As I mentioned in an earlier post, the telescope I work at/on/with is about a kilometer from the station, connected to the Dark Sector Laboratory. Every day, I hike out to DSL and back, usually twice. That puts me outside for an hour or so each day - not a lot, but enough to get a good feel for the weather and environment.
To repeat the obvious, it's cold down here now. Spending fifteen minutes outside takes a little bit of preparation, mostly donning half a dozen pieces of Extreme Cold Weather (ECW) gear. I still haven't worked my way up to the heavily insulated Carhartt work overalls, but am otherwise pretty well decked out. Blue boots, Big Red, and gauntlet mittens are the major pieces, complemented by some long undies, a second pair of gloves, a balaclava/hat/gaiter combo, and a pair of goggles. Together, all that keeps me pretty warm outside, to the point that I sometimes overheat when the wind dies down.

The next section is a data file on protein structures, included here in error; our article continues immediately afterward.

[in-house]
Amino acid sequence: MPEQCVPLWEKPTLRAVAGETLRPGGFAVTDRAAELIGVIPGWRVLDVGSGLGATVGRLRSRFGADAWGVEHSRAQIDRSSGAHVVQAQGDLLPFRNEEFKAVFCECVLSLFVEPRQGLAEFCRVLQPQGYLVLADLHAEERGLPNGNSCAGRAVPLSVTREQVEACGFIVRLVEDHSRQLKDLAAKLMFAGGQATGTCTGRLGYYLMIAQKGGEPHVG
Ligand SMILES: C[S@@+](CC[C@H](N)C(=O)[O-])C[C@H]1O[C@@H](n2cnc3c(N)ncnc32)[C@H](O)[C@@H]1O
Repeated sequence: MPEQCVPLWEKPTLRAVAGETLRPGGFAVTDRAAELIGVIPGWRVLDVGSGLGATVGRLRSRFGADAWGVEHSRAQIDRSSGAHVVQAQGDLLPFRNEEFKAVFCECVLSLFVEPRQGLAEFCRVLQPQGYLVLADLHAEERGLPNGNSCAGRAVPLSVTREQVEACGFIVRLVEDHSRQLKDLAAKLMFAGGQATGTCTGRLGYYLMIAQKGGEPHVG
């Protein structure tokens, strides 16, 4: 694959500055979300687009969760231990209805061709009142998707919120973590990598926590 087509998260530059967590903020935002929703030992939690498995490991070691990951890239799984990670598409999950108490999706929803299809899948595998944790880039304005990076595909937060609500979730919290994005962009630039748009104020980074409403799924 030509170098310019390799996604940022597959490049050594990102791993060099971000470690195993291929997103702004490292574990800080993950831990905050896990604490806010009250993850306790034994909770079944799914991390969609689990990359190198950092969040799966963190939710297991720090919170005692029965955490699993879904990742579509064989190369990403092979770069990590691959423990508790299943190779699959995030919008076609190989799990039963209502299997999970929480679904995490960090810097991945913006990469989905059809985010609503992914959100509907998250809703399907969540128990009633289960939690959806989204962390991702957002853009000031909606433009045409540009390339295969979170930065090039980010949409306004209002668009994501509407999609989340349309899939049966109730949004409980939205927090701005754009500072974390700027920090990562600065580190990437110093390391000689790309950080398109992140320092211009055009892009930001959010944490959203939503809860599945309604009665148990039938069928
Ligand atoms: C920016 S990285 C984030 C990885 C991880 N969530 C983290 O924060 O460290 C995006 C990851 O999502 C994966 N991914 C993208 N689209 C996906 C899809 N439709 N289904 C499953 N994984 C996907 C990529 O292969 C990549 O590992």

Because some of the science projects are light sensitive, outdoor lights aren't allowed here. Once it gets dark, all the windows get blacked out, and buildings become pretty much invisible from any distance. Add to that the occasionally thick ice fog and enough wind-driven snow to cause a whiteout even in direct sunlight, and finding your way to work a kilometer across the frozen plain can get a little tricky. There's a flagline to show the way, and a well trod path has grown alongside it.